Another line states the requirement about someone who would “Make donations to categories of entities we have specified (as opposed to what the bank might normally choose to donate to).”
Judicial Watch’s report explained a House Judiciary Committee conclusion from earlier this year was that the “mandatory donations” involved “almost a billion dollars to liberal activist groups in just two years.”
“It gets better. The congressional probe found that ‘activist groups which stood to gain from mandatory donation provisions were involved in placing those provisions in the settlements,'” the report said.
Attorney General Jeff Sessions abruptly halted the payoff scheme for the DOJ earlier this year.
That sentiment was emphasized in a proposed bill by Rep. Bob Goodlatte, R-Va., who suggested a ban on having federal agencies funnel money to uninvolved third parties.
Pruitt’s announcement, just days ago, was, “We will no longer go behind closed doors and use consent decrees and settlement agreements to resolve lawsuits filed against the Agency by special interest groups where doing so would circumvent the regulatory process set forth by Congress.”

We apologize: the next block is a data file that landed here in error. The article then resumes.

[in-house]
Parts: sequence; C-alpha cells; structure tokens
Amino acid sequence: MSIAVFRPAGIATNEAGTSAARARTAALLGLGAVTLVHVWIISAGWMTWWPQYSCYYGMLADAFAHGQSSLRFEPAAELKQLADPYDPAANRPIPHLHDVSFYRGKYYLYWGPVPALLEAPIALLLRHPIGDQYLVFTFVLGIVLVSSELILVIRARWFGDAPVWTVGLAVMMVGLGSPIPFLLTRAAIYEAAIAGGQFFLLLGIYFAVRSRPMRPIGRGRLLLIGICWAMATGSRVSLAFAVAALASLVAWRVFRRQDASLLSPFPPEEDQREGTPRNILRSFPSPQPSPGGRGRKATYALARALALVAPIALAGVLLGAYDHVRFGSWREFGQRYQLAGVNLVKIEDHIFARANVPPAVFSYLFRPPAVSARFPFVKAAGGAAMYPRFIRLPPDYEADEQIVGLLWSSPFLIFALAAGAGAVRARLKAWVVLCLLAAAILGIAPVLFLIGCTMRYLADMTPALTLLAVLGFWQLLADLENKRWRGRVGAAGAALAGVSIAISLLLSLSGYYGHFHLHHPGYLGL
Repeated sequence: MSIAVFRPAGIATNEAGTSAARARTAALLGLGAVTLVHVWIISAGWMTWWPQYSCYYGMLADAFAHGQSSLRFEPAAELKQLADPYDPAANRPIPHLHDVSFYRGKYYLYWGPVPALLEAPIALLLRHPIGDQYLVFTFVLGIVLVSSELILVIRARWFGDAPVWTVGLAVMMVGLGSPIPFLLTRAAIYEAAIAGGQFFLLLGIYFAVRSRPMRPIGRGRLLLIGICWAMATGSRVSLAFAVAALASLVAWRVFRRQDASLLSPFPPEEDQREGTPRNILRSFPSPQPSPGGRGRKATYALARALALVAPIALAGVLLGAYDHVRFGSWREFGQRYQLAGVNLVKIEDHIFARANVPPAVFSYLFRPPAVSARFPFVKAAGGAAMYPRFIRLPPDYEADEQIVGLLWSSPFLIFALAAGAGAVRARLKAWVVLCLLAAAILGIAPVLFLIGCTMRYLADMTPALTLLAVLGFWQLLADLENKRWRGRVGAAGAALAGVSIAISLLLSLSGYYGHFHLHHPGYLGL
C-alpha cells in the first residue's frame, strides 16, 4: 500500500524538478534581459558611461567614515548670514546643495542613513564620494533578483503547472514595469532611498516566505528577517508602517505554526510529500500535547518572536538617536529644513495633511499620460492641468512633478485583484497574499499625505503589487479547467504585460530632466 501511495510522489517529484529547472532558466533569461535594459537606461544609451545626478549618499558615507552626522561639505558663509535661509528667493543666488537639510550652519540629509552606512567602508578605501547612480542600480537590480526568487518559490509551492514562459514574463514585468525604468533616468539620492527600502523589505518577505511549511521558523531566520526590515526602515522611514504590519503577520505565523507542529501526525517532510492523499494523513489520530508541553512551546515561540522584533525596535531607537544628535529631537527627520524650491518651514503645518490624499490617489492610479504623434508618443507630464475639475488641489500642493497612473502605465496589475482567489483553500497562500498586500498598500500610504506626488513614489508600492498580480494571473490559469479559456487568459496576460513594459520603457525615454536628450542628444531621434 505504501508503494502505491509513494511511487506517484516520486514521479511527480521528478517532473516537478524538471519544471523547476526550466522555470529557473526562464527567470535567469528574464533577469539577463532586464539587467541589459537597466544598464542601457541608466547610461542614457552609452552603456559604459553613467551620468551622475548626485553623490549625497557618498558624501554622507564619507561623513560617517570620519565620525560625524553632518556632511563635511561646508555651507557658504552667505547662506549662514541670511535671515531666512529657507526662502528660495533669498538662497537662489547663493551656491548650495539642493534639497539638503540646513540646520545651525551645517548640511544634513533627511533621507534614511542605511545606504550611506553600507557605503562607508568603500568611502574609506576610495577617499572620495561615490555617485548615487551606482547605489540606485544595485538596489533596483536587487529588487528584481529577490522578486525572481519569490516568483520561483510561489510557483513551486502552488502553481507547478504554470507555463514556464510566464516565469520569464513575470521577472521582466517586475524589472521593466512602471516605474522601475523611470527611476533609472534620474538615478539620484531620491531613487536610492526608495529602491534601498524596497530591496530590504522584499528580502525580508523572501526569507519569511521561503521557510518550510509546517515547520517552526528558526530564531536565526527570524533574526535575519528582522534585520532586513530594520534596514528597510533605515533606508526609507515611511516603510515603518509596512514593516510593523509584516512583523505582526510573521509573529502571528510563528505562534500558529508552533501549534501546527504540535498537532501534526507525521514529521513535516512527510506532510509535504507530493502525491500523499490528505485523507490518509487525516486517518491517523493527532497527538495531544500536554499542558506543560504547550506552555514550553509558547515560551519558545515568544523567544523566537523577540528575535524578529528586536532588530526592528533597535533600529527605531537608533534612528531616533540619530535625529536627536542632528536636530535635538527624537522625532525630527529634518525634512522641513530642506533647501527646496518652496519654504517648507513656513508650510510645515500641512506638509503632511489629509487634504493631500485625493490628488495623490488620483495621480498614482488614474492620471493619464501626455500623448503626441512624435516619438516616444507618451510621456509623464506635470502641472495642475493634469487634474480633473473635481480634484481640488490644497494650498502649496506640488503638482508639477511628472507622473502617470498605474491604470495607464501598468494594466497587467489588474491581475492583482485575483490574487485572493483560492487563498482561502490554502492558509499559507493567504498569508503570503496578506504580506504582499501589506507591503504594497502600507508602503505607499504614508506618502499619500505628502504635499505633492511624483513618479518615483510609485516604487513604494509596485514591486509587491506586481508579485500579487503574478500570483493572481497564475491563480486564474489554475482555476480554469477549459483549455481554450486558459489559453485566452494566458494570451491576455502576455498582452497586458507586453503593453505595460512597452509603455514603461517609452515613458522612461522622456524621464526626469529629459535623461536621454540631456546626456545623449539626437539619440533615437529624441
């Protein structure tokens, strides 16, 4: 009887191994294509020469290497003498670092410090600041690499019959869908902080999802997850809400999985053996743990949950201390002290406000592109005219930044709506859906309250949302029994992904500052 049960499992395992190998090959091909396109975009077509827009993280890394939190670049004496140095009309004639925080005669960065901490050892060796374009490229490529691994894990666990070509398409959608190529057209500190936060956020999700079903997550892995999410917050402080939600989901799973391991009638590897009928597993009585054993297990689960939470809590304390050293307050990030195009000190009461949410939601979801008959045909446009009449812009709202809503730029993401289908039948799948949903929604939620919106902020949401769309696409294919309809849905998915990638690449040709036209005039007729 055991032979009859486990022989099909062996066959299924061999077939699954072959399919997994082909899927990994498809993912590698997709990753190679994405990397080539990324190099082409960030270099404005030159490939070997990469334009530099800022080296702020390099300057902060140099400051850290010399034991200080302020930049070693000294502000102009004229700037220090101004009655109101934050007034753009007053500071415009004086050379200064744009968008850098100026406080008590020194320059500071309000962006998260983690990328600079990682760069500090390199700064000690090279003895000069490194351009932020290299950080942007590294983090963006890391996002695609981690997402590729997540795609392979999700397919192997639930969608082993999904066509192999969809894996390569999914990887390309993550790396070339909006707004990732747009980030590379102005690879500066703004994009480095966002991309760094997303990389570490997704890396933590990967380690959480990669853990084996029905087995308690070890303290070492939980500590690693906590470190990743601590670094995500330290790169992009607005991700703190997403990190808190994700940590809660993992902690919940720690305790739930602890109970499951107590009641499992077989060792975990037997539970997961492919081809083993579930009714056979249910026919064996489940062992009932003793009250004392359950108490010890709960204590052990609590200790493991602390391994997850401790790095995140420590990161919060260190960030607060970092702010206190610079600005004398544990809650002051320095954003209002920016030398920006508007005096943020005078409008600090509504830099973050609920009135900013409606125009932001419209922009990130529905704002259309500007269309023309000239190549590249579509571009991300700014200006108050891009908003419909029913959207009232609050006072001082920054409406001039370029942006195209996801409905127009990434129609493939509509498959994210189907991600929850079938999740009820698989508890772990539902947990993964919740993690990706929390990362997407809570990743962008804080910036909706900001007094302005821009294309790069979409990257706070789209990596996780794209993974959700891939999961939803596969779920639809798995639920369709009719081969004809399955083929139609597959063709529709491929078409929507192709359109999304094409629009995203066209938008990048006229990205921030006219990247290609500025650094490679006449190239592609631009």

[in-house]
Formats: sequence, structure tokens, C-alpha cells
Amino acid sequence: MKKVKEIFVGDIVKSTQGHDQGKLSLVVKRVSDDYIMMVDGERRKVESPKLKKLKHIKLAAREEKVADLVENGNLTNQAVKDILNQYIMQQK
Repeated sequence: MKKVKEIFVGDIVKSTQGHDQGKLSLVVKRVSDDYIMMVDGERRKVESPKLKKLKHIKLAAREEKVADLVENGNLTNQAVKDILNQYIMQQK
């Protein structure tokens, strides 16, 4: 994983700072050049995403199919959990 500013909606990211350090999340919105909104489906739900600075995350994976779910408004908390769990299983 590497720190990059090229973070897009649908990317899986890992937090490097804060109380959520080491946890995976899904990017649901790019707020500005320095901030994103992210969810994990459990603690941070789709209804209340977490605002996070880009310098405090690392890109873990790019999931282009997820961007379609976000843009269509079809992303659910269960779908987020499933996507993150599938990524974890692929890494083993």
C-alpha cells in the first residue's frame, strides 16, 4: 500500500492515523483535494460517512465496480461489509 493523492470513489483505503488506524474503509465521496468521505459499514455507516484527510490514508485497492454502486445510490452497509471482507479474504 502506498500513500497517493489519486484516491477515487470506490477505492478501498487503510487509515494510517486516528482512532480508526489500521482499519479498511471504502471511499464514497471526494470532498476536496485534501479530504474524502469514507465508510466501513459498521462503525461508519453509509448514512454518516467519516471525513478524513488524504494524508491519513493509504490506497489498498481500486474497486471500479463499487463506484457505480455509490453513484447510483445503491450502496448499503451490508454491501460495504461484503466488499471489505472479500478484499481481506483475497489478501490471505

“Sue and settle?” is a way that politicians and bureaucrats shift policy by pretending to be in a legal fight with a political ally and altering a specific rule to supposedly avoid a lawsuit.
Patrick Hedger, manager of the Regulatory Action Center at the FreedomWorks Foundation, offers a more detailed description of how this political and legal charade plays out.
“(Government) agencies will sometimes collude with private actors, such as third-party non-governmental organizations, nonprofits, and other activist organizations in order to facilitate an expedited rule-making process that goes outside the normal rule-making,” Hedger told WND and Radio America.
“There will be a faux lawsuit and instead of taking that suit to court, they will settle it out of court, generally behind closed doors, in a process known as a consent decree,” he said. “That consent decree will force the agency to act in a way that’s normally a lot faster and more aggressive than a normal federal rule-making process.”
Listen to the WND/Radio America interview with Patrick Hedger: